Only 48 out of 144 patients in the INTEREST Traumakine group showed adequate b-IFN-biomarker response and consequently reduced mortality. If Faron can define which are the characteristics of the responding patients, they may have the information that could have better defined the population for this Phase III INTEREST study. This again underlines that its challenging to move from Phase I/II in a small population to a Phase III study.
Gaea took the trial over from a global big 5 CROs, the first double-blind placebo-controlled phase III trial in acute respiratory distress syndrome (ARDS), a serious condition with a ~30-% mortality by day-28 under the best standard of care. With our knowledge of the issues in the acute and emergency care settings, we defined and set up an eligibility confirmation process. This was complex as diagnostic chest X- rays cannot be emailed from most centres. Our two senior intensive care medical monitors teamed up to be on call 24/7 to check every screened patient, to reduce ineligible patients, and talk through the issue with the enrolling site staff. ARDS is a syndrome, so diagnosis is difficult and borderline screened subjects may represent typical patients but are a major issue for protocols in the acute care setting with the critically ill. This was a first time in an intensive care trial. Gaea worked through the national variations in consent in the seven countries for incapacitated patients. Gaea set up and managed the IDMC.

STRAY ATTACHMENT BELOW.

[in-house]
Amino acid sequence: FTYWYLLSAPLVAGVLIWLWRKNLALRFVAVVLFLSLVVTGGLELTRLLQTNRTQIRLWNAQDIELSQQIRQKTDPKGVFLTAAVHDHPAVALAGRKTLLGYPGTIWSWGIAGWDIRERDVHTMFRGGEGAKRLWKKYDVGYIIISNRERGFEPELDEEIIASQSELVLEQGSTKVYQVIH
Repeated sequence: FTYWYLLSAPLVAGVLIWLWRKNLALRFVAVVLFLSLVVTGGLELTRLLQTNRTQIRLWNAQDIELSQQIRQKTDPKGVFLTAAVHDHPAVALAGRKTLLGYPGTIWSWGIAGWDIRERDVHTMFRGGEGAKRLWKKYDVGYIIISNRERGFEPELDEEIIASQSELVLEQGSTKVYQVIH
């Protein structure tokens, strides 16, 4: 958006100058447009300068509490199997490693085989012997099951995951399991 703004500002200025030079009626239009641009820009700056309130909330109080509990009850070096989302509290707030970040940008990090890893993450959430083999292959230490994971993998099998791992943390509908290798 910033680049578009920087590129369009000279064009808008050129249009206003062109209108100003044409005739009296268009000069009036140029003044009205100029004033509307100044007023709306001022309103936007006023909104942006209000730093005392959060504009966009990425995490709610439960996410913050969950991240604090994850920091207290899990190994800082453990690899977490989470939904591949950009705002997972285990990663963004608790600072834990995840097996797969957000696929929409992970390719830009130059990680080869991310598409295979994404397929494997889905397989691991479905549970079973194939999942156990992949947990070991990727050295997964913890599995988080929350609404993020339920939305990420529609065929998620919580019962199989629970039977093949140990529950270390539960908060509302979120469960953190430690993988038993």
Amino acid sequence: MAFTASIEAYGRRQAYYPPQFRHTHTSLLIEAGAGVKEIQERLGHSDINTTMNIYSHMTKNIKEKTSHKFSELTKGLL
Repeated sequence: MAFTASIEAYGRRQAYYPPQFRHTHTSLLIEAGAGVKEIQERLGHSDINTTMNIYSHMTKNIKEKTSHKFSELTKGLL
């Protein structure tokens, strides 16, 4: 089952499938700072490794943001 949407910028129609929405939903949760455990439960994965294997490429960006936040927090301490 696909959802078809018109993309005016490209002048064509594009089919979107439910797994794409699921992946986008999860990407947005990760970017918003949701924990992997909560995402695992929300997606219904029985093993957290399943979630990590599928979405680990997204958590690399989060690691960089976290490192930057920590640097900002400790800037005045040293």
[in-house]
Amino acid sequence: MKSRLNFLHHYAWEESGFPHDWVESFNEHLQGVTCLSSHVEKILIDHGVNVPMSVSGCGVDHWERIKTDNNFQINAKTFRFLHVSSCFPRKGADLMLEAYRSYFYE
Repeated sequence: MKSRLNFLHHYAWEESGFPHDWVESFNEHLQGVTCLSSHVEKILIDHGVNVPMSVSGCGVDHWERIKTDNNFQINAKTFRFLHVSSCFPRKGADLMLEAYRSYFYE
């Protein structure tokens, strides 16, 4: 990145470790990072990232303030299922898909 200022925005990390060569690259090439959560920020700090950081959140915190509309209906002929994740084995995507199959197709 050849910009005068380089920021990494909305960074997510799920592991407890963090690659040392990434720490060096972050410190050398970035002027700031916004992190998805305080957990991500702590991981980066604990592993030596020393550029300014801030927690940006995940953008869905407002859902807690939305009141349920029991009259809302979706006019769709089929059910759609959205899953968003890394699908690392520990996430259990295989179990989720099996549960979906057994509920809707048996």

We ran the trial, through regulatory and opening 65 sites in the seven countries, enrolling 95 percent of the subjects and assessed three more countries.
The trial failed to meet its primary endpoint versus placebo: “Treatment with Traumakine did not result in an increased number of ventilator free survival days or a reduced mortality rate when compared to placebo. The median number of ventilator free days at Day 28 was 10 days in patients treated with Traumakine, compared with 8.5 days. All-cause mortality after 28 days was 26.4% for the Traumakine group, compared with 23% for the placebo group”.
We look forward to using this rare and significant experience in IC to assist any sponsors with trials in the acute and intensive care settings.